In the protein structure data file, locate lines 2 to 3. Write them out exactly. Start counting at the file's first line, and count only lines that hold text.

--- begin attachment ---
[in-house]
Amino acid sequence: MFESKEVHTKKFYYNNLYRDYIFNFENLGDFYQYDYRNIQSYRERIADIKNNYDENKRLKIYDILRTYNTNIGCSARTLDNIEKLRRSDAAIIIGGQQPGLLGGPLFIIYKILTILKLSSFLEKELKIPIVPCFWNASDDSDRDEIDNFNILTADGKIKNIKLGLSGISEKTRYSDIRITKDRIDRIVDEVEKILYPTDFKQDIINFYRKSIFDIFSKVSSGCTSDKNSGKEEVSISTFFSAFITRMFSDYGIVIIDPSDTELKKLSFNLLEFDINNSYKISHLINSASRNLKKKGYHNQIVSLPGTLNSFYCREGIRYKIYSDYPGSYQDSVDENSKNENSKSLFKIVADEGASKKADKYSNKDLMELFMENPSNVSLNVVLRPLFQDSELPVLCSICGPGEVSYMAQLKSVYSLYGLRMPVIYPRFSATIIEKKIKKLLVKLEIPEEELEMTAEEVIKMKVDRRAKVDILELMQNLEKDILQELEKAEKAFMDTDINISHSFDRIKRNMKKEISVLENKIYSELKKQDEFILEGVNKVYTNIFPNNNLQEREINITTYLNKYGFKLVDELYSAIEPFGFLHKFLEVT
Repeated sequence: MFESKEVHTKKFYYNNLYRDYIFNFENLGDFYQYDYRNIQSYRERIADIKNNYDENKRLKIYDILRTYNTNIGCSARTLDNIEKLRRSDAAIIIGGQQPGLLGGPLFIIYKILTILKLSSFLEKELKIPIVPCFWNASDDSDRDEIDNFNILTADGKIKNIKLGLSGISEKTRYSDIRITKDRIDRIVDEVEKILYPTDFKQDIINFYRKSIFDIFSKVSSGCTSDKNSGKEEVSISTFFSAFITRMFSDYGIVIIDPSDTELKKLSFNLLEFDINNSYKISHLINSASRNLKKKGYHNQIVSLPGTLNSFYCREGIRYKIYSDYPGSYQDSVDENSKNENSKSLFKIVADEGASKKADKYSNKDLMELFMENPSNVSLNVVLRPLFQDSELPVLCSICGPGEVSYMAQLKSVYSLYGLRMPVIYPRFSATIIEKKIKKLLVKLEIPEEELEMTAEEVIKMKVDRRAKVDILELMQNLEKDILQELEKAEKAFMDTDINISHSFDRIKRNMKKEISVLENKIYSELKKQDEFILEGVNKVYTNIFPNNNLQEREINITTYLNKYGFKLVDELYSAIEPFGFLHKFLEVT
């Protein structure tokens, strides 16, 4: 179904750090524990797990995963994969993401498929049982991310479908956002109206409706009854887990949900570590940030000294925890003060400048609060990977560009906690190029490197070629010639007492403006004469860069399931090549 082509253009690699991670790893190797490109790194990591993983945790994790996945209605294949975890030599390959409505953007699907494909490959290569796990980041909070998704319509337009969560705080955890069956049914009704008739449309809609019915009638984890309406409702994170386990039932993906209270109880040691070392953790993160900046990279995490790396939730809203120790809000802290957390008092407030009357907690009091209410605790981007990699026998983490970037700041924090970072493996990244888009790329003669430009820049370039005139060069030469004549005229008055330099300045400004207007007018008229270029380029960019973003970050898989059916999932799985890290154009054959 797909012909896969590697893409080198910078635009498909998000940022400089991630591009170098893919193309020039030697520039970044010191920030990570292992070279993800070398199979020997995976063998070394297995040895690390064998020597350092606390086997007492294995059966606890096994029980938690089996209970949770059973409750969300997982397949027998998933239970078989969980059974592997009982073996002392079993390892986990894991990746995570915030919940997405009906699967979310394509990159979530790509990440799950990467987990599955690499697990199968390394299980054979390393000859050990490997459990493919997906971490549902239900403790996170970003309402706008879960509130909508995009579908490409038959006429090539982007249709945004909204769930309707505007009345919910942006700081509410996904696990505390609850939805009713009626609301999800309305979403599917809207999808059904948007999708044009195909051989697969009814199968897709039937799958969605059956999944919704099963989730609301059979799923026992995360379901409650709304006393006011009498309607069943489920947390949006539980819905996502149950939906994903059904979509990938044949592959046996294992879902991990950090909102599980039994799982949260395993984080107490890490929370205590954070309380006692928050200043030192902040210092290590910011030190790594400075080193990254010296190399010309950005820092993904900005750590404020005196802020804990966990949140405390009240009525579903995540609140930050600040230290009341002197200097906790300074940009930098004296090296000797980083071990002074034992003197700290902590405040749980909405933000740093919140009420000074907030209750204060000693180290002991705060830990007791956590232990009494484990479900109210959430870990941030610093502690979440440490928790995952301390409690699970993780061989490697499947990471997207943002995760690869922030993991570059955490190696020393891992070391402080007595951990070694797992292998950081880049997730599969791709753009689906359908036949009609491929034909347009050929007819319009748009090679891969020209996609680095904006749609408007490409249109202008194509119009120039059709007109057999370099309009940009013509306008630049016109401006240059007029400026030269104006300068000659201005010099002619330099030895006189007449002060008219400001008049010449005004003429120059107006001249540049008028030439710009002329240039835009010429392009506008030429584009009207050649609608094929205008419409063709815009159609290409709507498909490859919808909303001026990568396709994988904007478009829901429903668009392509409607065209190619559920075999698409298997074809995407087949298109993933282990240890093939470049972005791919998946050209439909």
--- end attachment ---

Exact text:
Amino acid sequence: MFESKEVHTKKFYYNNLYRDYIFNFENLGDFYQYDYRNIQSYRERIADIKNNYDENKRLKIYDILRTYNTNIGCSARTLDNIEKLRRSDAAIIIGGQQPGLLGGPLFIIYKILTILKLSSFLEKELKIPIVPCFWNASDDSDRDEIDNFNILTADGKIKNIKLGLSGISEKTRYSDIRITKDRIDRIVDEVEKILYPTDFKQDIINFYRKSIFDIFSKVSSGCTSDKNSGKEEVSISTFFSAFITRMFSDYGIVIIDPSDTELKKLSFNLLEFDINNSYKISHLINSASRNLKKKGYHNQIVSLPGTLNSFYCREGIRYKIYSDYPGSYQDSVDENSKNENSKSLFKIVADEGASKKADKYSNKDLMELFMENPSNVSLNVVLRPLFQDSELPVLCSICGPGEVSYMAQLKSVYSLYGLRMPVIYPRFSATIIEKKIKKLLVKLEIPEEELEMTAEEVIKMKVDRRAKVDILELMQNLEKDILQELEKAEKAFMDTDINISHSFDRIKRNMKKEISVLENKIYSELKKQDEFILEGVNKVYTNIFPNNNLQEREINITTYLNKYGFKLVDELYSAIEPFGFLHKFLEVT
Repeated sequence: MFESKEVHTKKFYYNNLYRDYIFNFENLGDFYQYDYRNIQSYRERIADIKNNYDENKRLKIYDILRTYNTNIGCSARTLDNIEKLRRSDAAIIIGGQQPGLLGGPLFIIYKILTILKLSSFLEKELKIPIVPCFWNASDDSDRDEIDNFNILTADGKIKNIKLGLSGISEKTRYSDIRITKDRIDRIVDEVEKILYPTDFKQDIINFYRKSIFDIFSKVSSGCTSDKNSGKEEVSISTFFSAFITRMFSDYGIVIIDPSDTELKKLSFNLLEFDINNSYKISHLINSASRNLKKKGYHNQIVSLPGTLNSFYCREGIRYKIYSDYPGSYQDSVDENSKNENSKSLFKIVADEGASKKADKYSNKDLMELFMENPSNVSLNVVLRPLFQDSELPVLCSICGPGEVSYMAQLKSVYSLYGLRMPVIYPRFSATIIEKKIKKLLVKLEIPEEELEMTAEEVIKMKVDRRAKVDILELMQNLEKDILQELEKAEKAFMDTDINISHSFDRIKRNMKKEISVLENKIYSELKKQDEFILEGVNKVYTNIFPNNNLQEREINITTYLNKYGFKLVDELYSAIEPFGFLHKFLEVT